Bottom Line: We found that microsaccade direction followed cue direction between 200 and 400 ms after gaze cues were presented.The results in Experiment 2 were consistent with those from Experiment 1.Taken together, these results indicate that the shift in spatial attention elicited by gaze direction is voluntary orienting.

View Article: PubMed Central - PubMed

Affiliation: Department of Psychology, Kobe University, 1-1 Rokkodai-cho, Nada-ku, Kobe 657-8501, Japan. yokoyama@lit.kobe-u.ac.jp

ABSTRACT
Shifts in spatial attention can be induced by the gaze direction of another. However, it is unclear whether gaze direction influences the allocation of attention by reflexive or voluntary orienting. The present study was designed to examine which type of attentional orienting is elicited by gaze direction. We conducted two experiments to answer this question. In Experiment 1, we used a modified Posner paradigm with gaze cues and measured microsaccades to index the allocation of attention. We found that microsaccade direction followed cue direction between 200 and 400 ms after gaze cues were presented. This is consistent with the latencies observed in other microsaccade studies in which voluntary orienting is manipulated, suggesting that gaze direction elicits voluntary orienting. However, Experiment 1 did not separate voluntary and reflexive orienting directionally, so in Experiment 2, we used an anticue task in which cue direction (direction to allocate attention) was the opposite of gaze direction (direction of gaze in depicted face). The results in Experiment 2 were consistent with those from Experiment 1. Microsaccade direction followed the cue direction, not gaze direction. Taken together, these results indicate that the shift in spatial attention elicited by gaze direction is voluntary orienting.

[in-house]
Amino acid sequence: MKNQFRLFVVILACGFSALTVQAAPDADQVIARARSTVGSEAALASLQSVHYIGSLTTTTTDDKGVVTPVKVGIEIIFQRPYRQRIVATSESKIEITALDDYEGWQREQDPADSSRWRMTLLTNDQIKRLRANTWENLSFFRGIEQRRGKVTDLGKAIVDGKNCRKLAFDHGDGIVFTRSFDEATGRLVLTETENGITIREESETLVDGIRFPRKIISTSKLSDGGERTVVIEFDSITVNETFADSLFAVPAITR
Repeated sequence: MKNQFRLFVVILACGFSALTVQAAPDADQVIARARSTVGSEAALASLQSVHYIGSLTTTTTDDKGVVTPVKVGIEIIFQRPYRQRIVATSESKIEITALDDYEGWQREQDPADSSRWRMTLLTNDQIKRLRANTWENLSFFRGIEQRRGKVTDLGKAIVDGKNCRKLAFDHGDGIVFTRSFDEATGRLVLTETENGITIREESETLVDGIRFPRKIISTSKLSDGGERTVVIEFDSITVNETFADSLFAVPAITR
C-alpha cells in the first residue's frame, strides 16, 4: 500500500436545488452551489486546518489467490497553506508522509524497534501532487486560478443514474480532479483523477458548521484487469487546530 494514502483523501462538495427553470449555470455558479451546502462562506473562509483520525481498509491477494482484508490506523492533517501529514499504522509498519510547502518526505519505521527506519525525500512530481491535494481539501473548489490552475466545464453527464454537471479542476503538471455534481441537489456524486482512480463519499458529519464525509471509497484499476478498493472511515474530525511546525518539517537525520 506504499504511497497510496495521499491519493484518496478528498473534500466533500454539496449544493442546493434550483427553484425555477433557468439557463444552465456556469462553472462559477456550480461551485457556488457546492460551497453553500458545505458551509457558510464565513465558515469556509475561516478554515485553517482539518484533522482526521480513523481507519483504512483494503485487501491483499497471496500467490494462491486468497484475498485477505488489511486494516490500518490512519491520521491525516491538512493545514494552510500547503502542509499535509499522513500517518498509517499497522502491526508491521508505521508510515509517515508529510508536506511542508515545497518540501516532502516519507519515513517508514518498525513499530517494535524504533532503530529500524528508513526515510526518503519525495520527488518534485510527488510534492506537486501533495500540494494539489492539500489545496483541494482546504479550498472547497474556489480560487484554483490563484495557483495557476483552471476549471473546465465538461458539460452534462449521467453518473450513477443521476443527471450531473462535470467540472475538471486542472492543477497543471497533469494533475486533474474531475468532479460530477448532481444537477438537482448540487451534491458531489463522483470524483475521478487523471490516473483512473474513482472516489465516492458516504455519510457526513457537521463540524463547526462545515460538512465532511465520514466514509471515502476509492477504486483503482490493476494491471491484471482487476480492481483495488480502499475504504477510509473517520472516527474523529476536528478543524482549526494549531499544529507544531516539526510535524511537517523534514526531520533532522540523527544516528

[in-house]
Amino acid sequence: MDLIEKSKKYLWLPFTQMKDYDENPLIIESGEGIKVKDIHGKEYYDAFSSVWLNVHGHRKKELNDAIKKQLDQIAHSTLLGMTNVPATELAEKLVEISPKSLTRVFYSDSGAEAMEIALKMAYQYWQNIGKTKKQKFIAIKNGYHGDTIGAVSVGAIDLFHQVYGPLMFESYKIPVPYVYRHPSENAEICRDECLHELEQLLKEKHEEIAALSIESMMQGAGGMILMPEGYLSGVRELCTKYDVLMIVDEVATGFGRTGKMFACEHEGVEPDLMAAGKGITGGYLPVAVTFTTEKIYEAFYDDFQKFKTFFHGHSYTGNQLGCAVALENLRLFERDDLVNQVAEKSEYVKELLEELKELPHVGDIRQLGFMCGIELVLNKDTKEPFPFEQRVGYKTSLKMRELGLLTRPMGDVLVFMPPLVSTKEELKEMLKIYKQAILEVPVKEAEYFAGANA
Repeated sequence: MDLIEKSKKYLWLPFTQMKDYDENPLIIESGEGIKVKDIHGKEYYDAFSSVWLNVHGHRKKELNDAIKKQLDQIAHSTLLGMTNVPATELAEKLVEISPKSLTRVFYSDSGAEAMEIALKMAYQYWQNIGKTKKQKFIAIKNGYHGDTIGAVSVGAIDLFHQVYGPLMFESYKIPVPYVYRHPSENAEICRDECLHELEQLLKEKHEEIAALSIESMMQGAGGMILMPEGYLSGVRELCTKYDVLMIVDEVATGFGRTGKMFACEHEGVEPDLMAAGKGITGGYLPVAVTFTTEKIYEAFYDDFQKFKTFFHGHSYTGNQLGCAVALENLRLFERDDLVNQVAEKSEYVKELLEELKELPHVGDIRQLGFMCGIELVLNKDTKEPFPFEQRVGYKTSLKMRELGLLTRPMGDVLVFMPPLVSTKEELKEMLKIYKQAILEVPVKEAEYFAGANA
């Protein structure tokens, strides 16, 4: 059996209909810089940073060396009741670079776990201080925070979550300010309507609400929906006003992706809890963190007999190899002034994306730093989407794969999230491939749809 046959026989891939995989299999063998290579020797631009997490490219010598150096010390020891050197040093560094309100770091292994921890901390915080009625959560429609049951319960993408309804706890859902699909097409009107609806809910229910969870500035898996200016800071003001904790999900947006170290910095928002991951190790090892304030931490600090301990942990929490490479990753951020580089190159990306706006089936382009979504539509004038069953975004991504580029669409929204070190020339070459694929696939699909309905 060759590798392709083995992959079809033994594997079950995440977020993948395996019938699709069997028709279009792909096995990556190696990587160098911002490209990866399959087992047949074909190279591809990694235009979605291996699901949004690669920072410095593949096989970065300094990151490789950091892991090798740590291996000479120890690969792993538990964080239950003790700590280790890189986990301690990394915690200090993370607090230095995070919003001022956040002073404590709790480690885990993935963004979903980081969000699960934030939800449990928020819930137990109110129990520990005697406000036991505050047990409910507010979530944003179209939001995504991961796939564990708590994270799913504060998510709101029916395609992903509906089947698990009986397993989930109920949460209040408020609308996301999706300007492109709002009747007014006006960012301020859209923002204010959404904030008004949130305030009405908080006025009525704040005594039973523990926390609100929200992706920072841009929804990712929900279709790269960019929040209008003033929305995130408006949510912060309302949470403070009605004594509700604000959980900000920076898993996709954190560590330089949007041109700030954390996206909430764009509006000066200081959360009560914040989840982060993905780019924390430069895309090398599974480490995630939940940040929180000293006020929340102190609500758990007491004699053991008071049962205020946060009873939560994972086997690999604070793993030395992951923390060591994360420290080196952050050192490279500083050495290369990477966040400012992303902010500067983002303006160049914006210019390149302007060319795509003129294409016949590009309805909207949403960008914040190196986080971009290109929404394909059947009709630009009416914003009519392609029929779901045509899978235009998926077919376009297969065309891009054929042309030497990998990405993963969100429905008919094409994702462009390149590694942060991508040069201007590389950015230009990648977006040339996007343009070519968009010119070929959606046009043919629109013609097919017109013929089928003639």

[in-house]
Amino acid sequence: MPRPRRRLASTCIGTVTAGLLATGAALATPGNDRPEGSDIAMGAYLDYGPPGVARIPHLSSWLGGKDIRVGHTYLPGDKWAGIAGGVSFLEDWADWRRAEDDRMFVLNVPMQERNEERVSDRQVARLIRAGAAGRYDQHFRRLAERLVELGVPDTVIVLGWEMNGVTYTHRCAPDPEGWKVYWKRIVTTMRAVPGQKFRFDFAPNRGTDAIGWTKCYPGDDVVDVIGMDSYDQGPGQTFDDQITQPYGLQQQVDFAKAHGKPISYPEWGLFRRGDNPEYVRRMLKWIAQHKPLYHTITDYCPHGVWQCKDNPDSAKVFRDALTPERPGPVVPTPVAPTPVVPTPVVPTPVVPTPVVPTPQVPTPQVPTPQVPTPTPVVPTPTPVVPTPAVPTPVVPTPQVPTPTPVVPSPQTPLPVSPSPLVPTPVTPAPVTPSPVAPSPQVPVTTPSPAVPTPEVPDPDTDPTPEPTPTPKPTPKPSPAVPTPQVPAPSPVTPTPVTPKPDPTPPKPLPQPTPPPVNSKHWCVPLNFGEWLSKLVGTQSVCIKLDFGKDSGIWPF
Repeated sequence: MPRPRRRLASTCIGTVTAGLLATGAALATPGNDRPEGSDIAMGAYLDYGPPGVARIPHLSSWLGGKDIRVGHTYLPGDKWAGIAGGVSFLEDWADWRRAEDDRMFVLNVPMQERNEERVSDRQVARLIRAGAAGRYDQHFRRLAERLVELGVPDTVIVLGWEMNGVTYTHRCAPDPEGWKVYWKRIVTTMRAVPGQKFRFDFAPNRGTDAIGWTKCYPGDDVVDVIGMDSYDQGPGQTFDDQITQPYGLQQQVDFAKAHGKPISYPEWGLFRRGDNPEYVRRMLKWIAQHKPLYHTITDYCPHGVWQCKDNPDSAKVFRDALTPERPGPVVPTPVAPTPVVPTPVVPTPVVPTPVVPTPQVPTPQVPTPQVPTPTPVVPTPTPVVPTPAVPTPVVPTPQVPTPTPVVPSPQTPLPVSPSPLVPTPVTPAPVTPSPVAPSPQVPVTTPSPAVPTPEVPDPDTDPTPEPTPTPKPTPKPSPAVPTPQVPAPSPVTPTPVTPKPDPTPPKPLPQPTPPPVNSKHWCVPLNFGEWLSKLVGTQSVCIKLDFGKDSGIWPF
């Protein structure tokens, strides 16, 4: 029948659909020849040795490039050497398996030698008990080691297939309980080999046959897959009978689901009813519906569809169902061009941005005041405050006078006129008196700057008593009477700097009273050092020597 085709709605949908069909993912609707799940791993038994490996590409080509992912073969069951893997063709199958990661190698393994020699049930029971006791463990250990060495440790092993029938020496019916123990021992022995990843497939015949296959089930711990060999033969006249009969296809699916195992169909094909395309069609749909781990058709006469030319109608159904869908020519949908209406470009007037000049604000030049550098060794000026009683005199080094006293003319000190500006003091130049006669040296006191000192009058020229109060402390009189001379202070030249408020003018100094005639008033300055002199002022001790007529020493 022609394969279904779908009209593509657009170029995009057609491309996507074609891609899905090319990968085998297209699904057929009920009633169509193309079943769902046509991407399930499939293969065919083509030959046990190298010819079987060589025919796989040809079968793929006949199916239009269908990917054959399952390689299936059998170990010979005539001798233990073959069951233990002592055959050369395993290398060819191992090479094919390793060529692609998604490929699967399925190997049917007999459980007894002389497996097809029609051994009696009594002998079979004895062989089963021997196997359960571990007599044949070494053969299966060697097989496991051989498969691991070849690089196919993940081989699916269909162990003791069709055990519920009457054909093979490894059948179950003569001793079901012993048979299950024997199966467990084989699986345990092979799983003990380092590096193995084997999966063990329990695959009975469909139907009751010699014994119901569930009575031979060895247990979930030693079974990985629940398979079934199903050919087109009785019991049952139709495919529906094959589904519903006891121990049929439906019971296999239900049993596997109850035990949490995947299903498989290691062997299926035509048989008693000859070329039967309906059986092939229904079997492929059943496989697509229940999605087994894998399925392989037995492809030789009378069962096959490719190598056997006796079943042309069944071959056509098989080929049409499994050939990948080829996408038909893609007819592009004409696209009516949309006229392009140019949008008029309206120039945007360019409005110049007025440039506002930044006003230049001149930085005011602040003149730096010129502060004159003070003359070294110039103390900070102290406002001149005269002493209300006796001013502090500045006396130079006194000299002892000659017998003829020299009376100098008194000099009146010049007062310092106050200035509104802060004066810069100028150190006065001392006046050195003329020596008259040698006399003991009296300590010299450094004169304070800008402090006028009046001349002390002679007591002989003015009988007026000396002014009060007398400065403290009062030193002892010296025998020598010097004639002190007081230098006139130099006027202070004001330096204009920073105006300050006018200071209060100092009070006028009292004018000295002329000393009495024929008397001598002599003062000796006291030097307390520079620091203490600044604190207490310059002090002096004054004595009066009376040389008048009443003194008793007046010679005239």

Show MeSH
Related in: MedlinePlus